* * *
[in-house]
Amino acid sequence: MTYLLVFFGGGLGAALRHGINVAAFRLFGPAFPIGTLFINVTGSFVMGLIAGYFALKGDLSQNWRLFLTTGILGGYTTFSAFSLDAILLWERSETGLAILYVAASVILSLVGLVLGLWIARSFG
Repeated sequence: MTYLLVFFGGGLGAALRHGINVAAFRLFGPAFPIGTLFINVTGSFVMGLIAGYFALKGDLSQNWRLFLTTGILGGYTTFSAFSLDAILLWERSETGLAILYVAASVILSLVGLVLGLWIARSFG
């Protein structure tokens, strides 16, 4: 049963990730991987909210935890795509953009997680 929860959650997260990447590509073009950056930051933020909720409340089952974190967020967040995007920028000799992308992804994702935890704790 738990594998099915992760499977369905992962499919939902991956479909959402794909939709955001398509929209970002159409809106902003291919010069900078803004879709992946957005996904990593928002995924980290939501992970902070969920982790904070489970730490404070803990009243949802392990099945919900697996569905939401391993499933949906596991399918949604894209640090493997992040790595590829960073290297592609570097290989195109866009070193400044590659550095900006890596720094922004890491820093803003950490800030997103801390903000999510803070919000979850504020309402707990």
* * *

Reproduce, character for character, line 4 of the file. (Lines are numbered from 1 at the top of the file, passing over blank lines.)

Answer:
């Protein structure tokens, strides 16, 4: 049963990730991987909210935890795509953009997680 929860959650997260990447590509073009950056930051933020909720409340089952974190967020967040995007920028000799992308992804994702935890704790 738990594998099915992760499977369905992962499919939902991956479909959402794909939709955001398509929209970002159409809106902003291919010069900078803004879709992946957005996904990593928002995924980290939501992970902070969920982790904070489970730490404070803990009243949802392990099945919900697996569905939401391993499933949906596991399918949604894209640090493997992040790595590829960073290297592609570097290989195109866009070193400044590659550095900006890596720094922004890491820093803003950490800030997103801390903000999510803070919000979850504020309402707990």